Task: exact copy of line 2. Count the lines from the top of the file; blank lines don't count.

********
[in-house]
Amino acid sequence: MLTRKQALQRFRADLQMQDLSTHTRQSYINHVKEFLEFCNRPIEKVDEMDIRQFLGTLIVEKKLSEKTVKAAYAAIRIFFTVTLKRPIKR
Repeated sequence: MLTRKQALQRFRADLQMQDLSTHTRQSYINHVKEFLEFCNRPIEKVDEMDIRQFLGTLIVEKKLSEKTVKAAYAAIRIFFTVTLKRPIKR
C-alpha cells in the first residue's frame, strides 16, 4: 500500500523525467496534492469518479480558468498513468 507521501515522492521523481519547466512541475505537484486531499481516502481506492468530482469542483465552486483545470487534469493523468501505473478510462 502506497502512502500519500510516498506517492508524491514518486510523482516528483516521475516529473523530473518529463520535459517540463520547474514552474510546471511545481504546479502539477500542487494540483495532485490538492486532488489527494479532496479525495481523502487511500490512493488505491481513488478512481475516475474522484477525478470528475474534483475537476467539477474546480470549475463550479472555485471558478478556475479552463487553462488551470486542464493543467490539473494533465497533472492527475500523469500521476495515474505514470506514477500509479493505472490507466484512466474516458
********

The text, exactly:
Amino acid sequence: MLTRKQALQRFRADLQMQDLSTHTRQSYINHVKEFLEFCNRPIEKVDEMDIRQFLGTLIVEKKLSEKTVKAAYAAIRIFFTVTLKRPIKR